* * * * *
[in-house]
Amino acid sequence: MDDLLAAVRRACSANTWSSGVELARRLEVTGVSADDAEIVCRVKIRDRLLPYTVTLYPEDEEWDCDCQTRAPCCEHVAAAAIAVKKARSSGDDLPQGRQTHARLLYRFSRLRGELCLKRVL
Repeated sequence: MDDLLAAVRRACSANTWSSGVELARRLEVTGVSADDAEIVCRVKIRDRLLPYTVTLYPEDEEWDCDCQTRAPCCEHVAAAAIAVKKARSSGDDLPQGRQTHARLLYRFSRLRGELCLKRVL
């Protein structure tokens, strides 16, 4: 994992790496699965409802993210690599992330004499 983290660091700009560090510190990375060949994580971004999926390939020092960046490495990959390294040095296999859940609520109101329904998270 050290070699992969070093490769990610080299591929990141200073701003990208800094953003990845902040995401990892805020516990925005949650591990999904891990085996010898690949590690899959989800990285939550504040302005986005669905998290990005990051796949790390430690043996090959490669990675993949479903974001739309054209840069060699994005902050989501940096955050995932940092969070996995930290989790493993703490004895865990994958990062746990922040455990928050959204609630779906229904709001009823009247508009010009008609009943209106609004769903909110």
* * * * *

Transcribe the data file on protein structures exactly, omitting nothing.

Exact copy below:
[in-house]
Amino acid sequence: MDDLLAAVRRACSANTWSSGVELARRLEVTGVSADDAEIVCRVKIRDRLLPYTVTLYPEDEEWDCDCQTRAPCCEHVAAAAIAVKKARSSGDDLPQGRQTHARLLYRFSRLRGELCLKRVL
Repeated sequence: MDDLLAAVRRACSANTWSSGVELARRLEVTGVSADDAEIVCRVKIRDRLLPYTVTLYPEDEEWDCDCQTRAPCCEHVAAAAIAVKKARSSGDDLPQGRQTHARLLYRFSRLRGELCLKRVL
């Protein structure tokens, strides 16, 4: 994992790496699965409802993210690599992330004499 983290660091700009560090510190990375060949994580971004999926390939020092960046490495990959390294040095296999859940609520109101329904998270 050290070699992969070093490769990610080299591929990141200073701003990208800094953003990845902040995401990892805020516990925005949650591990999904891990085996010898690949590690899959989800990285939550504040302005986005669905998290990005990051796949790390430690043996090959490669990675993949479903974001739309054209840069060699994005902050989501940096955050995932940092969070996995930290989790493993703490004895865990994958990062746990922040455990928050959204609630779906229904709001009823009247508009010009008609009943209106609004769903909110």